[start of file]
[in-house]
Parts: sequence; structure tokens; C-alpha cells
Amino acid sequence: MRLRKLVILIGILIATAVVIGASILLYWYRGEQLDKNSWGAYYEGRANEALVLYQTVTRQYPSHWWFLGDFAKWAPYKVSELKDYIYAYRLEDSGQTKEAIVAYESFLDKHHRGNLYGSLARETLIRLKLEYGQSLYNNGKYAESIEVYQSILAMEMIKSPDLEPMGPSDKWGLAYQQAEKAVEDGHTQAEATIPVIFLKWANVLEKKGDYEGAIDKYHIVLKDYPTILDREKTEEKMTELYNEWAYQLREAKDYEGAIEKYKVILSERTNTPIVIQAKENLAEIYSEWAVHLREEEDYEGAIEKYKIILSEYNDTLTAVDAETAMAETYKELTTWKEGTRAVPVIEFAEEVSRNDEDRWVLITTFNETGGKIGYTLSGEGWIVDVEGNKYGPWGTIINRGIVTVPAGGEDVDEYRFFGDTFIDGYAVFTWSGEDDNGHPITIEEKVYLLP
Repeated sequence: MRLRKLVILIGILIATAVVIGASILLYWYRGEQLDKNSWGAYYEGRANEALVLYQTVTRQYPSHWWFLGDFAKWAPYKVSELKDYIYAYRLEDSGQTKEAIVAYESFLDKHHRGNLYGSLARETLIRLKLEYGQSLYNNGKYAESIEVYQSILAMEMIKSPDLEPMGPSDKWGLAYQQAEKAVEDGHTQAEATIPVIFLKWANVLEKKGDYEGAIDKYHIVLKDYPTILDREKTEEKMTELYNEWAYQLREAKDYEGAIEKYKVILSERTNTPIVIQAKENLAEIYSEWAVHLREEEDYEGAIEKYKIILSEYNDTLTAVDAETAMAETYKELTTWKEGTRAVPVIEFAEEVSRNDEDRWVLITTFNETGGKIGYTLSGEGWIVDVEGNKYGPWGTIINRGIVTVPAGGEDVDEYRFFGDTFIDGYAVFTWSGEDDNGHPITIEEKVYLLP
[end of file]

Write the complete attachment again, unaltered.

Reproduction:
[in-house]
Parts: sequence; structure tokens; C-alpha cells
Amino acid sequence: MRLRKLVILIGILIATAVVIGASILLYWYRGEQLDKNSWGAYYEGRANEALVLYQTVTRQYPSHWWFLGDFAKWAPYKVSELKDYIYAYRLEDSGQTKEAIVAYESFLDKHHRGNLYGSLARETLIRLKLEYGQSLYNNGKYAESIEVYQSILAMEMIKSPDLEPMGPSDKWGLAYQQAEKAVEDGHTQAEATIPVIFLKWANVLEKKGDYEGAIDKYHIVLKDYPTILDREKTEEKMTELYNEWAYQLREAKDYEGAIEKYKVILSERTNTPIVIQAKENLAEIYSEWAVHLREEEDYEGAIEKYKIILSEYNDTLTAVDAETAMAETYKELTTWKEGTRAVPVIEFAEEVSRNDEDRWVLITTFNETGGKIGYTLSGEGWIVDVEGNKYGPWGTIINRGIVTVPAGGEDVDEYRFFGDTFIDGYAVFTWSGEDDNGHPITIEEKVYLLP
Repeated sequence: MRLRKLVILIGILIATAVVIGASILLYWYRGEQLDKNSWGAYYEGRANEALVLYQTVTRQYPSHWWFLGDFAKWAPYKVSELKDYIYAYRLEDSGQTKEAIVAYESFLDKHHRGNLYGSLARETLIRLKLEYGQSLYNNGKYAESIEVYQSILAMEMIKSPDLEPMGPSDKWGLAYQQAEKAVEDGHTQAEATIPVIFLKWANVLEKKGDYEGAIDKYHIVLKDYPTILDREKTEEKMTELYNEWAYQLREAKDYEGAIEKYKVILSERTNTPIVIQAKENLAEIYSEWAVHLREEEDYEGAIEKYKIILSEYNDTLTAVDAETAMAETYKELTTWKEGTRAVPVIEFAEEVSRNDEDRWVLITTFNETGGKIGYTLSGEGWIVDVEGNKYGPWGTIINRGIVTVPAGGEDVDEYRFFGDTFIDGYAVFTWSGEDDNGHPITIEEKVYLLP